Mother's Day Blues
This post is a bit delayed, partly due to avoiding the internet altogether on Mother's Day and partly due to life getting busy and forgetting. I went into Mother's day telling myself it was just like any other day...at least that's what I tried to convince myself. I made my video post, sent a happy mother's day post to my mom and hopped off the internet like it was on fire. I spent the day distracting myself with Netflix and video games but every so often a thought would fly into my head, like "wow imagine how different today would be if I had a 1 year old." I saw a robin outside trying to build her nest for her own babies and felt a familiar pang of sadness in my heart. I tried to cheer myself up by baking cookies but instead thought how much more fun it would have been to bake cookies with a little one. Overall though, I managed to do a pretty good job at forgetting it was Mother's Day...until the next day. The day after Mother's day was way worse, probably because I worked so hard repressing everything I was feeling from the day before. So the next day everything just let itself out, and despite avoiding the internet the day before, I still saw the barrage of Mother's Day posts on my feeds.
I don't want those that happily celebrate Mother's Day to feel any guilt for making public posts though because one day I hope to be one of those lucky people. It's just a hard day. Probably one of the hardest days throughout all of this because it's the only day that is a direct, no-doubt-about-it reminder that I am NOT a mother. I remember Mother's Day last year was difficult for me in a much different way. I was working in a preschool room at a daycare at the time and as such, we would help the children make special Mother's Day gifts for the mothers, grandmothers or other special women in their lives. There were a lot of reasons why working a the daycare helped to fill that hole in my heart in some capacity but there were many other reasons that made it hurt even more.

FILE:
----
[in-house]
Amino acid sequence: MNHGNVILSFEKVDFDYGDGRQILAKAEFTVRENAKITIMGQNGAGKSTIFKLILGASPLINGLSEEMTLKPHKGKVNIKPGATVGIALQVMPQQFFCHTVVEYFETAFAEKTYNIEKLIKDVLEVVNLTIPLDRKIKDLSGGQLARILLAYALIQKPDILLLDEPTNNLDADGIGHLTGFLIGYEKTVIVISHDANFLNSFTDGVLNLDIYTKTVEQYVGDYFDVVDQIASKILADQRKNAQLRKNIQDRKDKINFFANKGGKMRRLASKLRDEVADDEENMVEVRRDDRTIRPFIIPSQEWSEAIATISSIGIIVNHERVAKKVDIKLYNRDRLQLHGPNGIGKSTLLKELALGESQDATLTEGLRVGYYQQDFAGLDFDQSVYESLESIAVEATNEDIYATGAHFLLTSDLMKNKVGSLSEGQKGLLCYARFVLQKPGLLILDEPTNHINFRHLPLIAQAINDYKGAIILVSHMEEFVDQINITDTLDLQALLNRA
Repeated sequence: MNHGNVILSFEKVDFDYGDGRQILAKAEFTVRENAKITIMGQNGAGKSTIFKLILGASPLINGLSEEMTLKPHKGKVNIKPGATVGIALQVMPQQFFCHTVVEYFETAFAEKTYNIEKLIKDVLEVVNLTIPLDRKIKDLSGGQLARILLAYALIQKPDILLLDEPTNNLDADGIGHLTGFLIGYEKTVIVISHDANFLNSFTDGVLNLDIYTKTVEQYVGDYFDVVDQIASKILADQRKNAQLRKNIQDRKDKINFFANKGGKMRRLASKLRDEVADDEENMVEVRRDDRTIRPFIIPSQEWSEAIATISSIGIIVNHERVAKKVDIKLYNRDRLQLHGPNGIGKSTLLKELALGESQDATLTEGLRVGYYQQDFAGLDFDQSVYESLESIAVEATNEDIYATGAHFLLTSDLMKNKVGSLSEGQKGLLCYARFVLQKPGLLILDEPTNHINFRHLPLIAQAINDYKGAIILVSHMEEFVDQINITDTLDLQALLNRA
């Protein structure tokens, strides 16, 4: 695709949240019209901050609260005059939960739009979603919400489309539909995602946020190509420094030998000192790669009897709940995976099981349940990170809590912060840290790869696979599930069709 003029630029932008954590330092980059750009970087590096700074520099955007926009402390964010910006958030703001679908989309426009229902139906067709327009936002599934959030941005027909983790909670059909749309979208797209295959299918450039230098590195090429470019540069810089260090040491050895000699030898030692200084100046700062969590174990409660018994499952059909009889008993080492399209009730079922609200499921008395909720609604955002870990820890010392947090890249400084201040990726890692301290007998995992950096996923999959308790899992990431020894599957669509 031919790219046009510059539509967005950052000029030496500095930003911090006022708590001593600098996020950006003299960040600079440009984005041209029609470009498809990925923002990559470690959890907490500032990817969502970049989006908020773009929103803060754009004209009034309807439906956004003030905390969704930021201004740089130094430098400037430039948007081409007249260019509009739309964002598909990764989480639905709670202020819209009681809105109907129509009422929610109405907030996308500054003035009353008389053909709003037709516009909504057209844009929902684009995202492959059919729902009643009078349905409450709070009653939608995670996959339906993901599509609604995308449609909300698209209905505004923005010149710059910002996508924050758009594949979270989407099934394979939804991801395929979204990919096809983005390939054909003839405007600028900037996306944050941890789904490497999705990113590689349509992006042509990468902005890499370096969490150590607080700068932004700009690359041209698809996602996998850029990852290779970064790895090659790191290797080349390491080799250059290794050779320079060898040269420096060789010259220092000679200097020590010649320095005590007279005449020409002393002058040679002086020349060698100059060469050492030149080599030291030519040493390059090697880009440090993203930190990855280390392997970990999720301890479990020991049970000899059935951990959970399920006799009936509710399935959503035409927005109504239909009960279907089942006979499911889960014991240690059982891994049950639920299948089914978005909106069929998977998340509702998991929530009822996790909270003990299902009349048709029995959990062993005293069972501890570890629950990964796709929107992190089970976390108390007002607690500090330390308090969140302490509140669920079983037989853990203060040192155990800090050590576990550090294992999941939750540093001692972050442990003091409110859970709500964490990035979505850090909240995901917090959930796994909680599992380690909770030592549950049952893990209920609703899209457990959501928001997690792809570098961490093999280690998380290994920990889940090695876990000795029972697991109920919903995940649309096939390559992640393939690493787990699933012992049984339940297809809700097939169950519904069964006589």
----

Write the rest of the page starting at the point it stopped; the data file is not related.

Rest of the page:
I loved being around kids, being someone that they looked up to and loved to spend time with. I loved being able to laugh with them, teach them things, and comfort them when they were hurt or sad. It definitely helped to fulfill my need to take care of someone. But then there were days when I would get asked out of the blue by a child if I had a baby in my belly...because their mommy had a baby in her belly. The days that I found out a child would be becoming a big brother or sister were bittersweet. The days that a child accidentally called me mommy instead of "Miss Megan" were heartbreaking. Saying goodbye to children leaving the center or even just moving up to the Kindergarten room were the days I had to hold back tears all day. There came a point where I had to decide what was best for my mental health and in the end, it got to be too hard being around the children all of the time after I started fertility treatments, despite how much I loved them...because even though being around them helped, I still went home every day to an quiet, empty house and the silence was deafening.